A thick fog swallowed me in darkness.
"Help me," her voice called out. I tried to run forward but my legs wouldn't carry me.
"Please... help me," her weak, broken voice begged once again. Fear pushed me to turn, but everything was too dark. I was blind. I had no light to lead the way.
The dense fog thickened and poured down my throat, clogging my lungs. I couldn't breathe, I couldn't move... I couldn't help her.
"I am afraid... I am so afraid..." she sobbed. Her words whirled in the heavy wind, lashing across my face. My eyes closed, unable to cope with the pain in her voice.
"I can't get to you," I shouted as the heavy fog forced me to the cold ground. My hands raked at the hard dirt as I fought to get free.
"I can't... I can't... Go on... I'm so tired..." she cried. I could hear her fading away.
Panic filled my body. I couldn't lose her. I had to say goodbye.
"No!" I screamed. "Don't leave me!" I clawed harder at the ground, my fingernails snapping under the pressure. No matter how hard I fought to push forward, nothing happened. My heart pounded in rhythm with the rumbling thunder overhead. Cold blood trickled through my body. I couldn't break way. I couldn't get free... I couldn't get free...
Scalding tears filled my eyes as an agonized pain gripped my heart. "I have to say goodbye," I screamed into the nothingness, "Let me say goodbye!" The skin on my fingers tore and bled as the hard dirt turned into broken glass, the sharp edges slicing deep into my flesh.
"Protect them... always protect them... please… please..." she begged. I could hear the defeat in her voice. She was giving up. She was slipping away.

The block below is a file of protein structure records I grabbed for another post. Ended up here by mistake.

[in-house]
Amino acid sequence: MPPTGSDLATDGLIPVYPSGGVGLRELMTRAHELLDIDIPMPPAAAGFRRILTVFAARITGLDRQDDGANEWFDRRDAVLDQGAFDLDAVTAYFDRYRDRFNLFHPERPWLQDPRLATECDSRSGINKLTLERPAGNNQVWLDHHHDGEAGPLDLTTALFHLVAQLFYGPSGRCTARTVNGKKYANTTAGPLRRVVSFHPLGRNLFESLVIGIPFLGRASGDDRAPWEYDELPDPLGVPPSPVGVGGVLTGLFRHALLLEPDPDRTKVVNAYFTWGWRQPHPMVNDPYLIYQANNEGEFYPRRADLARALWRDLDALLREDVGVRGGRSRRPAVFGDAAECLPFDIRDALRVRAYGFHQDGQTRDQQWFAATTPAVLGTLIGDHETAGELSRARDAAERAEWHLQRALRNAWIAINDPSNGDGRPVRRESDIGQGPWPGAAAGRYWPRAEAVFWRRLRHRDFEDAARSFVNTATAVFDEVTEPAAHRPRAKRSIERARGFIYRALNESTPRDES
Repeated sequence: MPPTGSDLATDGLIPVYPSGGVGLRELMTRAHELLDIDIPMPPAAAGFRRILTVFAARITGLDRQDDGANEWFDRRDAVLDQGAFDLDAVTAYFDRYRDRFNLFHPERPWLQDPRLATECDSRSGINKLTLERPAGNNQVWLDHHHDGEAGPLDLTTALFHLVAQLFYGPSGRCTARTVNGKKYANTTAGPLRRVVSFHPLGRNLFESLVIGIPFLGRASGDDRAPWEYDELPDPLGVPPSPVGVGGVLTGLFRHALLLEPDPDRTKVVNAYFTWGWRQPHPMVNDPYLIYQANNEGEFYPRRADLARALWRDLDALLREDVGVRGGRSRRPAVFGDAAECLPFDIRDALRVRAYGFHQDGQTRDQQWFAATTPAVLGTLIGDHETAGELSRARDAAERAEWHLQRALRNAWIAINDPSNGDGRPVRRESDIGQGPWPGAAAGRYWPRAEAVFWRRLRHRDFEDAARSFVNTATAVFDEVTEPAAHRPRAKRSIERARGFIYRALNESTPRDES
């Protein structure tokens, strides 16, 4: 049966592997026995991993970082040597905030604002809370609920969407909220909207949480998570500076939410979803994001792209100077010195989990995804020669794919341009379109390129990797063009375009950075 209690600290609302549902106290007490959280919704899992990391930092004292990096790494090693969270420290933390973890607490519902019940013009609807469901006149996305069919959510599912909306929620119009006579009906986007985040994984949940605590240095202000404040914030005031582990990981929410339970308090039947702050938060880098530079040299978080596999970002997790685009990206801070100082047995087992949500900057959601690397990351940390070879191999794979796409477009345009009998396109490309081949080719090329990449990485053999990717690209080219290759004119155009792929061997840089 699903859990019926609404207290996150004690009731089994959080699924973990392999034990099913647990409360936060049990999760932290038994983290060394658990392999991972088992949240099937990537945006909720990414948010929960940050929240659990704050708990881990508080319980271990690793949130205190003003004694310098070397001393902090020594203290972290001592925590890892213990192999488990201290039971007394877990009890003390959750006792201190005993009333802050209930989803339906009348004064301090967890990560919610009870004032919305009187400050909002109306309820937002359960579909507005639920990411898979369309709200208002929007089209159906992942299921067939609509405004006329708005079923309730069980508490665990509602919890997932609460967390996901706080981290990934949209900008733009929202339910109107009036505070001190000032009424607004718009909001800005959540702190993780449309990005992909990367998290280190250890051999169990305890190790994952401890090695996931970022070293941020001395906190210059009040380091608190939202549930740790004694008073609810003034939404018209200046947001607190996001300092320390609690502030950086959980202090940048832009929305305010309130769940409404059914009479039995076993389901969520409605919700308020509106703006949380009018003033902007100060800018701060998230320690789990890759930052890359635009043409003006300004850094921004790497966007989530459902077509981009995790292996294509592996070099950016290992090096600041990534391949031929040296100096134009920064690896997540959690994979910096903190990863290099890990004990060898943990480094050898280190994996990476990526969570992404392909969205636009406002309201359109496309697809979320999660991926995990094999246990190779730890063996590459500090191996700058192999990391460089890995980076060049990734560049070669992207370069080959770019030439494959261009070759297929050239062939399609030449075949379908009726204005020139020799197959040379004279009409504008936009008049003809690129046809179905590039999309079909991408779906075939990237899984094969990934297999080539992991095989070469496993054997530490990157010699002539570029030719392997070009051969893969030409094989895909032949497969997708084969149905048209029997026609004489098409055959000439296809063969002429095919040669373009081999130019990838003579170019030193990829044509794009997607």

"No! Wait!" I tried to scream, but no noise came from my mouth. I clawed at my throat, but I couldn't make a sound.
A light appeared in the distance, but it was too far from my reach. Dread filled my mind. She was leaving. She was leaving... and I couldn't say goodbye.
"Wait!" I silently screamed... "I haven't said goodbye!" But I was trapped here, caged under the weight of the black fog on this cold ground, my frantic voice muted, my body paralyzed.
The fog grew thicker and thicker and the light up ahead dimmed from white to gray. "No," I silently cried, "No!"
Relentlessly, the fog closed in, removing the fading light from view and with it all my hope.
She was gone…
Suffocating with grief, I fought for breath. But there was no more air, the nothingness of the fog was all consuming.
Rage filled tears trickled down my face as I lay here, defeated. I tried to close my eyes, I tried to push the pain into the back of my mind but guilt remained, splintering me from the inside.
The fog pushed down harder, wrapping me tightly in its hold.
Darkness was consuming me. Darkness was taking my soul.
"Goodbye," I mouthed with my final breath, "I just wanted to say goodbye..."
Jerking upright on my bed, I was panting hard at the dream I'd just had, when I heard, "You got a phone call."
Wiping the sleep from my eyes, I took a deep breath trying to erase the dream that haunted me. My hands were damp with sweat, but I just wiped them on my pants, kicked my feet off the bed and made my way down the hallway to the phone.
"You, Elpi, you're happening, your debut."
Every inch of me froze, and I gripped the phone so tightly I thought it might shatter under the pressure. "Vin-"
"You're ready. Your work is ready. Your collection is a masterpiece and must be shared with the world."